NVIDIA unveiled the GeForce GTX 550 Ti GPU yesterday, and we took a look at MSI's version and also Gainward's card. See the MSI review for a general introduction to the new GPU.
We have ASUS's GTX 550 Ti DirectCU TOP on our test bench today. ASUS have really stepped it up with their GTX 550 Ti card by customising it from start to finish. They started with a slick black PCB and strived to improve on the reference power circuitry, as well as including their own DirectCU branded cooling solution following the PCB colour theme throughout the design process. So is this card just all show and no go? Let's find out what it has to offer!
ASUS's GTX 550 Ti DirectCU TOP measures in at approximately 225 millimetres in length (8.86 inches), slightly longer than NVIDIA's reference design of 8.25, and requires a minimum of 400W or greater system power supply. Cooling is provided by a custom 7.5cm PWM controlled fan linked to a dual heat pipe and aluminium fin array that allows for efficient heat transfer and dissipation with minimal noise.
As with the majority of mainstream NVIDIA graphics cards it features support for NVIDIA's SLI multi-GPU technology, 3D Vision, 3D Vision Surround (two cards required), CUDA technology, PhysX acceleration and Microsoft DirectX 11 game support, as well as a variety of video enhancement technologies under the NVIDIA PureVideo HD umbrella. More information about these technologies can be found here.
Inside the box we find a quick install manual, graphics card software and driver DVD, along with a 6-pin to dual-Molex PCI-Express power adapter. Overall a simple package, but fairly standard for a card in this price range.
The ASUS GTX 550 Ti DirectCU TOP has moved away from the NVIDIA reference design chosen by some manufacturers. The first change was the mini-HDMI connector, replaced by a full-sized HDMI, and the addition of a VGA connection, replacing the second DVI connector seen in reference design cards. As with the GTS 450 and GTX 460 it features bitstreaming support for both Dolby True HD and DTS-HD Master Audio, handy for home theatre PC use.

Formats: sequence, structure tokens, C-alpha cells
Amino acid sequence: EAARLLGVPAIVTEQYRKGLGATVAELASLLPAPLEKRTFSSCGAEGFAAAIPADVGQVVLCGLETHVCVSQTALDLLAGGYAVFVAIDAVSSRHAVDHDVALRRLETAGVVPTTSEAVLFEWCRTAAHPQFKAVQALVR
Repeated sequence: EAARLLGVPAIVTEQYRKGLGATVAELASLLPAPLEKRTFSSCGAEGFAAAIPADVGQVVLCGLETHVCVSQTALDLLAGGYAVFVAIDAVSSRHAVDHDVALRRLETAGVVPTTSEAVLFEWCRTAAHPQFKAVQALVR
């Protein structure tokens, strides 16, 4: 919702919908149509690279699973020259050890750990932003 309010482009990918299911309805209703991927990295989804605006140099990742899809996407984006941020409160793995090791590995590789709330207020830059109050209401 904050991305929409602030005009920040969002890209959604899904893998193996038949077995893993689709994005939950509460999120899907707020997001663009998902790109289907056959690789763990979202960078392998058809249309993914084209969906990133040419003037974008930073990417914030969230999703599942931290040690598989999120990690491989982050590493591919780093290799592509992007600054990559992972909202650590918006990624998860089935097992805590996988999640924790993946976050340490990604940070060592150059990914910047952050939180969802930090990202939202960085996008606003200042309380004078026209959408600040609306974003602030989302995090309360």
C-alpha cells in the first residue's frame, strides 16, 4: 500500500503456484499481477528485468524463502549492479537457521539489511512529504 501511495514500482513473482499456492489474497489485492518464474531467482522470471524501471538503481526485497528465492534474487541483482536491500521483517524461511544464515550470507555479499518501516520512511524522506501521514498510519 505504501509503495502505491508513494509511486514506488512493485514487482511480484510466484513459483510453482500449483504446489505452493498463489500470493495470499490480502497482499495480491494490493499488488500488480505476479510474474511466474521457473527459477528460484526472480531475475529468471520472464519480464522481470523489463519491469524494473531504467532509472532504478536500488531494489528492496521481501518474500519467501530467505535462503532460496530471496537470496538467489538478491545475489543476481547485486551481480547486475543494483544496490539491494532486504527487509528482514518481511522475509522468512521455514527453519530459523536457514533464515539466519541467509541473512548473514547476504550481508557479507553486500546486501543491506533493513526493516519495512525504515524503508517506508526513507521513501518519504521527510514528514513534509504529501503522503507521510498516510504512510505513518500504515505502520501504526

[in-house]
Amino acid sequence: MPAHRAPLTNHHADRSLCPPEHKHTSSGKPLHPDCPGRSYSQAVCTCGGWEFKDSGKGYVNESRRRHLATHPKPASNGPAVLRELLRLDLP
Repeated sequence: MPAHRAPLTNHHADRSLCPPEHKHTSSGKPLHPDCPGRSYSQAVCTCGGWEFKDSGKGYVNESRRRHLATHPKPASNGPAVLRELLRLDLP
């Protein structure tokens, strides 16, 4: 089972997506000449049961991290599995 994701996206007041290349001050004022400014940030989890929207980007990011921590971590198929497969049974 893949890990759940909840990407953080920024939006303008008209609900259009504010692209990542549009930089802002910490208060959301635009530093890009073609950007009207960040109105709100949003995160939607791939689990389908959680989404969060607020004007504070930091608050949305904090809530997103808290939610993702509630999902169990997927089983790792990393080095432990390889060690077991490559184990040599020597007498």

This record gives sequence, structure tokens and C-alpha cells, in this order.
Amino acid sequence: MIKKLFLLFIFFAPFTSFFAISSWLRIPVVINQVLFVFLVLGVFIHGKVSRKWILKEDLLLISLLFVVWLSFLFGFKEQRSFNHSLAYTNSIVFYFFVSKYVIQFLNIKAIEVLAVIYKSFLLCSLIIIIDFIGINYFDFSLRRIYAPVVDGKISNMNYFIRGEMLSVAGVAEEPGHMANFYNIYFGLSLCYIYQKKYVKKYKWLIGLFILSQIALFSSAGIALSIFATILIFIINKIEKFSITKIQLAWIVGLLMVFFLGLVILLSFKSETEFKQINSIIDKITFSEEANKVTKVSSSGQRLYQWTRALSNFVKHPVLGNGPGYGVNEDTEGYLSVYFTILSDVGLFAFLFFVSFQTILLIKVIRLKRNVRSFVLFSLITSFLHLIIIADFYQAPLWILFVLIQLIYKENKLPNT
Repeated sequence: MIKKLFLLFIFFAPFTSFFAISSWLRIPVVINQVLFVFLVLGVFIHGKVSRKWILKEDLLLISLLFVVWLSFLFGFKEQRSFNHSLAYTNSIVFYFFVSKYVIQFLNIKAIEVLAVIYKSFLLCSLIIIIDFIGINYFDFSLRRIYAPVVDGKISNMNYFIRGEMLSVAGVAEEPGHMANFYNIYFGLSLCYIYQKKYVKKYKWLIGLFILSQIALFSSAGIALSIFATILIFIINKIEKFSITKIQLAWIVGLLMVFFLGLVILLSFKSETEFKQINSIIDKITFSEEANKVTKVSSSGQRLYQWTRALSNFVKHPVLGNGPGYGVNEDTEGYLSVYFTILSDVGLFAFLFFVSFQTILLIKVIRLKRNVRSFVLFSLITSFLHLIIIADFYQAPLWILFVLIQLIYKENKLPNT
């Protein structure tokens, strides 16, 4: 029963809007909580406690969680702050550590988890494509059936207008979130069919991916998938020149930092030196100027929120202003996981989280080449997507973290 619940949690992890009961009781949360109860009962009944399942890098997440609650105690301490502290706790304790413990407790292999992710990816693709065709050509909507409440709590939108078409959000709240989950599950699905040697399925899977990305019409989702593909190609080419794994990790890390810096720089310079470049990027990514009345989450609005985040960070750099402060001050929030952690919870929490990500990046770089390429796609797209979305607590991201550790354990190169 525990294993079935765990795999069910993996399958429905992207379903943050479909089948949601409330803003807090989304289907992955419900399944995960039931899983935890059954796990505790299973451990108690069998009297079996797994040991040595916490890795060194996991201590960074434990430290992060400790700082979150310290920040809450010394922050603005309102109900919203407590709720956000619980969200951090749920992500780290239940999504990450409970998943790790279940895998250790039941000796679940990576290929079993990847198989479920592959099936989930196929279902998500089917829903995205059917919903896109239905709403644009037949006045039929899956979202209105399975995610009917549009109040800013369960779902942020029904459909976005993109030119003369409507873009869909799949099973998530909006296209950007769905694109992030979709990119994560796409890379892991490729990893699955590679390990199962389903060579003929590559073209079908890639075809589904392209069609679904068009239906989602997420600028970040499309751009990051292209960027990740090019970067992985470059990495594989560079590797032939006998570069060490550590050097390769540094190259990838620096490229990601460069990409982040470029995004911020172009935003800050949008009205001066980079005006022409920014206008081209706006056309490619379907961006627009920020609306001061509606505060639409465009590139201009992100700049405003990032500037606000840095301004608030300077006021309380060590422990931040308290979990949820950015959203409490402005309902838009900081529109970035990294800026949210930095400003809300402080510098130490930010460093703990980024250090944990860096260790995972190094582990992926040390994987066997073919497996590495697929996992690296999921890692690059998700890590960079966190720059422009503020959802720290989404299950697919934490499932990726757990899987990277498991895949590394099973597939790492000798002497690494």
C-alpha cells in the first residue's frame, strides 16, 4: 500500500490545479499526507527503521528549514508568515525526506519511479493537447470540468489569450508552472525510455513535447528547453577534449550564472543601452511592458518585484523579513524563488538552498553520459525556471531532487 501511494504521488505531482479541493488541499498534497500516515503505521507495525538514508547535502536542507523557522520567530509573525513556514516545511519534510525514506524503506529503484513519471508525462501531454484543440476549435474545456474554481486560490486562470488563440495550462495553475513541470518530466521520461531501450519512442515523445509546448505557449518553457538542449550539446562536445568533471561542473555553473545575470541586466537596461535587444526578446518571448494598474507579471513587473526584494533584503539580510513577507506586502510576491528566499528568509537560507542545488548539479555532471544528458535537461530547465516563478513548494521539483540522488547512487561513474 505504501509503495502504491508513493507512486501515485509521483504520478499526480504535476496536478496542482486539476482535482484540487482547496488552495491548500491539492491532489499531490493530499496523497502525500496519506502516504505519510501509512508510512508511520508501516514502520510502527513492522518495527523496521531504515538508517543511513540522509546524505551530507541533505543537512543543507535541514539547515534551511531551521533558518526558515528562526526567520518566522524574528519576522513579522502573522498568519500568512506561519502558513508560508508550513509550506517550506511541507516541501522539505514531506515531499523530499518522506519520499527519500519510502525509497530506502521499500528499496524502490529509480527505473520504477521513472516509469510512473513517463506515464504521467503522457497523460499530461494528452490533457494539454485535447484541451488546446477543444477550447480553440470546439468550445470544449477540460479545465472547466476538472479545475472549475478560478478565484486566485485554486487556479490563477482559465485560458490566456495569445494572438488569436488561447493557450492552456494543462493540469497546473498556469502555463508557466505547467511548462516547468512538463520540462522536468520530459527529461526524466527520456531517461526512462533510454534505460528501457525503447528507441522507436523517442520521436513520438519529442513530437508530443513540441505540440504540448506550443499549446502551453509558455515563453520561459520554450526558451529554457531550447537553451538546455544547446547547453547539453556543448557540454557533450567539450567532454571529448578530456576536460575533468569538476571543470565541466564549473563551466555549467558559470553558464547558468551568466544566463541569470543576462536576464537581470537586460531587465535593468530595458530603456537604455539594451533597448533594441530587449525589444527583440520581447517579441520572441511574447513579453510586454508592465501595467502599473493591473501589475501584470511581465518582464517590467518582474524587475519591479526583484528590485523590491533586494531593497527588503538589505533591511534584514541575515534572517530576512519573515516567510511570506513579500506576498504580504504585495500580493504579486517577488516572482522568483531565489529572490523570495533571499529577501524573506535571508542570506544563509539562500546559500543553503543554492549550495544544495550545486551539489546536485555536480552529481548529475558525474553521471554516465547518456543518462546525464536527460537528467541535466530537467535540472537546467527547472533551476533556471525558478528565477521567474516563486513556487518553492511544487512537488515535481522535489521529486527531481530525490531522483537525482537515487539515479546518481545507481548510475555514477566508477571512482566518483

On the edge of the card we find a single SLI connector. Due to the mainstream nature of this card NVIDIA has limited its scaling abilities to two cards. Only the GTX 465, 470, 480, 570 and 580 allow for more than two cards in SLI.
At the top of the card there is a single PCI-Express 6-pin power connector, which is the same as NVIDIA's reference design, however ASUS did end up moving the power connector to the top of the card instead of the side/back of the PCB. In most PC cases neither configuration should cause an issue, but in places where card length is limited like HTPC cases, having the power connector on the top reduces the space required for installation.
The cooling solution implemented with ASUS's GTX 550 Ti DirectCU TOP is a familiar design seen in previous mainstream and entry-level products sporting the DirectCU branding - it's a scaled-down version of the DirectCU II seen in this earlier review. The success of the design stems from the heat pipes directly contacting the GPU core to speed up heat transmission and effectively dissipating heat up to the fin array with minimal interference. All nickel-plated to reduce the chance of discolouring, the heat pipes used are the chunkiest we've seen in some time.
In addition, this card features 'Super Alloy Power' technology (as branded by ASUS) that utilises a special alloy formula in power components like chokes, capacitors and MOSFETs for better power delivery, and a cooler running product compared with generic components. The card also includes support for ASUS's own Voltage Tweak overvolting software included in the package without the need for third party alternatives.